Date of Graduation


Document Type


Degree Name

Bachelor of Science in Mechanical Engineering

Degree Level



Mechanical Engineering


Hu, Han

Committee Member/Reader

Nutter, Darin


Lightweight and affordable cooling capabilities are critical as the physical scale of electronics continues to decrease. Air-cooled heat sinks that dissipate heat from electronic components to the surrounding air are excellent candidates to fill this role. While plate-fin and pin-fin heat sinks have been implemented extensively for electronic cooling, recent advances in additive manufacturing enable the fabrication of more complex structures. In this undergraduate Honors thesis, a means by which to generate novel heat sink geometries is presented. To that end, an experimental characterization facility is developed to evaluate existing traditional heat sinks. The heat transfer performance of the heat sinks is experimentally examined using a test vehicle consisting of a 3D-printed wind tunnel, a film heater, a variable speed fan, and the data acquisition unit. Heat sinks are placed within the facility and are heated by a heating element at the base of the system. Air is pulled by a fan through the tunnel across the heat sink while measurements of air velocity, temperature, and pressure are taken throughout. These measurements allow for the calculation of metrics quantifying the heat transfer performance of each heat sink such as the heat transfer coefficient, thermal resistance, and Nusselt number. Three commercial off-the-shelf (COTS) heat sinks are assessed and compared. Further, a numerical simulation model is developed to validate the results from the physical test setup. Generative design algorithms are implemented to couple the outputs of the computational simulations to the geometry of the heat sink. One iteration of the presented field-driven design procedure is completed for each of the three selected heat sinks and the final geometries evaluated using the numerical model and compared to their original counterparts.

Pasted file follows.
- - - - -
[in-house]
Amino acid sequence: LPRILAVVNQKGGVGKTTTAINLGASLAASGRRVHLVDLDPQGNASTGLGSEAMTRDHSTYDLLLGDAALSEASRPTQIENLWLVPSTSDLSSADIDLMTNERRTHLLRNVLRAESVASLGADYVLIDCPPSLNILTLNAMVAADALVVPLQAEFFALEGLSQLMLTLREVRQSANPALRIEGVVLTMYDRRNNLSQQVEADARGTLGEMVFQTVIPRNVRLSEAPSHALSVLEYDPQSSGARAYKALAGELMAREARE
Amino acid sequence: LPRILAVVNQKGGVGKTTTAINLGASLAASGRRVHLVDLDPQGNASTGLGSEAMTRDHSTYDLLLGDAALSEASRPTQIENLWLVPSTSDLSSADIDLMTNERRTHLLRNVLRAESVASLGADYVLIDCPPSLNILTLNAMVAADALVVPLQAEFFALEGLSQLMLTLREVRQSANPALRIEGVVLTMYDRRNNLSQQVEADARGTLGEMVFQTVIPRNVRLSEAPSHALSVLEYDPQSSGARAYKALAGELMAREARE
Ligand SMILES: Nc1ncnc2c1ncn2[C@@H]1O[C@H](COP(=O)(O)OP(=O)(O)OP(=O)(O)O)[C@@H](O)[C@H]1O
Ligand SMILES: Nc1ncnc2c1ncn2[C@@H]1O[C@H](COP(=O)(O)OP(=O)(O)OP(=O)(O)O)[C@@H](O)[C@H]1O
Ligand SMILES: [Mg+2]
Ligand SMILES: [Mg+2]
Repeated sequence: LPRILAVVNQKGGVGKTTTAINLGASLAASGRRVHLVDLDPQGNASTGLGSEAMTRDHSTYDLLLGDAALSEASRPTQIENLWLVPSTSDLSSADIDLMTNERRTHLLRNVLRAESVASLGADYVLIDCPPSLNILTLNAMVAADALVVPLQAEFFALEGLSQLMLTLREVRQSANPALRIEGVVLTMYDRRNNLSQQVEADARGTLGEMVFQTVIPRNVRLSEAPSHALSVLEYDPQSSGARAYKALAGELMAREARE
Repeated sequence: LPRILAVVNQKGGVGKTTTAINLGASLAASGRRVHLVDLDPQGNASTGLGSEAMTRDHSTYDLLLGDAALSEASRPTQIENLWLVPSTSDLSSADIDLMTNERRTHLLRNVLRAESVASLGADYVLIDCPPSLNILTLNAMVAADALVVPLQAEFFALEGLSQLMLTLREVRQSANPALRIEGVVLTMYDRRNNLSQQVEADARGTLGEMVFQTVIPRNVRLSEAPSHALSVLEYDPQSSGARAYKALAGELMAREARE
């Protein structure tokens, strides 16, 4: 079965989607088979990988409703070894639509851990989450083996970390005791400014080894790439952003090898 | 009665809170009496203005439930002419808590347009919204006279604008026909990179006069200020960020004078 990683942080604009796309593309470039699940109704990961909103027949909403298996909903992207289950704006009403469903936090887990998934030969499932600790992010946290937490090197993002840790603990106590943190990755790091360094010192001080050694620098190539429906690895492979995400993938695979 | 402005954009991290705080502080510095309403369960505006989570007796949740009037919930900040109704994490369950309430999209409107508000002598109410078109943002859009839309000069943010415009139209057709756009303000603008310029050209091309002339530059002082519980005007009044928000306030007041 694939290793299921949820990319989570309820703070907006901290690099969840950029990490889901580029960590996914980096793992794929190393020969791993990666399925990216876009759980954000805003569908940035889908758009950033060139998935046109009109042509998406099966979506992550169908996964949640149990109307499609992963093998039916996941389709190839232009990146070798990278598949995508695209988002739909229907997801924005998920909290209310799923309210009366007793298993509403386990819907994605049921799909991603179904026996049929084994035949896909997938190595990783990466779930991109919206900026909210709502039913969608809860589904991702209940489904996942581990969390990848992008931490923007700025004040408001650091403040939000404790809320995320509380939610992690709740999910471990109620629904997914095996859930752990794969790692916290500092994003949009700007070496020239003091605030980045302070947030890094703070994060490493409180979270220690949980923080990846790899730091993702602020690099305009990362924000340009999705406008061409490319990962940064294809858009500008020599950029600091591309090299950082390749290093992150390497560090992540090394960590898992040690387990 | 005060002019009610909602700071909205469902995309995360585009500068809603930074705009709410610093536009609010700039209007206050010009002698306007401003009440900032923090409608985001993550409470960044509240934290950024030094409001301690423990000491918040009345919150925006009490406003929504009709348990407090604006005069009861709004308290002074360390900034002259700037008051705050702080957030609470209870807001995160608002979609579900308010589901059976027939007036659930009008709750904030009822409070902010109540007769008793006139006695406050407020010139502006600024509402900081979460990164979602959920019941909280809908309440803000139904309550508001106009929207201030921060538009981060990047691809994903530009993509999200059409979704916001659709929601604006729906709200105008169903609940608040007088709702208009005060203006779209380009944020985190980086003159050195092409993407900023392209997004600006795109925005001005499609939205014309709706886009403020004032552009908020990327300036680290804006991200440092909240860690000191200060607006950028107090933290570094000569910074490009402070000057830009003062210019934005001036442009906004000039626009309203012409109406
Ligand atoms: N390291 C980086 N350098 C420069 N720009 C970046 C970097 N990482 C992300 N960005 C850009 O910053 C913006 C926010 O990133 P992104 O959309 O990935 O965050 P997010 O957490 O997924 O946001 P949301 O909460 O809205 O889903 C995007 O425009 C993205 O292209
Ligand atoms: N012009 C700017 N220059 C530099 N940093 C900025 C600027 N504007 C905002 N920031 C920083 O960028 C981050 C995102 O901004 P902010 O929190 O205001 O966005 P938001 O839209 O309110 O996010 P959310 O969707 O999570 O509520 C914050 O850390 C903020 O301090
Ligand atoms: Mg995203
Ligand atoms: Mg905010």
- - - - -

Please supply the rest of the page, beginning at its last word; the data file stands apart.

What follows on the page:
heat sinks, field-driven design, computational fluid dynamics